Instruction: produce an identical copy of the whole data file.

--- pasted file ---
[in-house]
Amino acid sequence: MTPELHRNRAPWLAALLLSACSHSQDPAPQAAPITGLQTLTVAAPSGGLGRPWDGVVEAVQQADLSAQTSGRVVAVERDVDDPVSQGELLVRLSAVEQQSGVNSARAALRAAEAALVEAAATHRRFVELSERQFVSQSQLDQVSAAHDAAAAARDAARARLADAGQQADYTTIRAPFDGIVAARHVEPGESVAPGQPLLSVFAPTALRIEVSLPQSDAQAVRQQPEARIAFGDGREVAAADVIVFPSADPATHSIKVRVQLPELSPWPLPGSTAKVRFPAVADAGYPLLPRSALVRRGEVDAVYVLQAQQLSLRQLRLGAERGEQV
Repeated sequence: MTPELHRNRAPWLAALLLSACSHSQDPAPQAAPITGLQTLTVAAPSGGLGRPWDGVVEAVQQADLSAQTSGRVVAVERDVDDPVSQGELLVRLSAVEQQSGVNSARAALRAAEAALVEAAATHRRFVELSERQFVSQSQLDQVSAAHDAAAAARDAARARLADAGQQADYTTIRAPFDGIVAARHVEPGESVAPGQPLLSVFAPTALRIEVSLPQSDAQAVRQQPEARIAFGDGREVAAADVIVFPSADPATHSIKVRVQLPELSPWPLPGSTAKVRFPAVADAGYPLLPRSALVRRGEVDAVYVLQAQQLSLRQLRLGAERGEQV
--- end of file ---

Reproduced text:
[in-house]
Amino acid sequence: MTPELHRNRAPWLAALLLSACSHSQDPAPQAAPITGLQTLTVAAPSGGLGRPWDGVVEAVQQADLSAQTSGRVVAVERDVDDPVSQGELLVRLSAVEQQSGVNSARAALRAAEAALVEAAATHRRFVELSERQFVSQSQLDQVSAAHDAAAAARDAARARLADAGQQADYTTIRAPFDGIVAARHVEPGESVAPGQPLLSVFAPTALRIEVSLPQSDAQAVRQQPEARIAFGDGREVAAADVIVFPSADPATHSIKVRVQLPELSPWPLPGSTAKVRFPAVADAGYPLLPRSALVRRGEVDAVYVLQAQQLSLRQLRLGAERGEQV
Repeated sequence: MTPELHRNRAPWLAALLLSACSHSQDPAPQAAPITGLQTLTVAAPSGGLGRPWDGVVEAVQQADLSAQTSGRVVAVERDVDDPVSQGELLVRLSAVEQQSGVNSARAALRAAEAALVEAAATHRRFVELSERQFVSQSQLDQVSAAHDAAAAARDAARARLADAGQQADYTTIRAPFDGIVAARHVEPGESVAPGQPLLSVFAPTALRIEVSLPQSDAQAVRQQPEARIAFGDGREVAAADVIVFPSADPATHSIKVRVQLPELSPWPLPGSTAKVRFPAVADAGYPLLPRSALVRRGEVDAVYVLQAQQLSLRQLRLGAERGEQV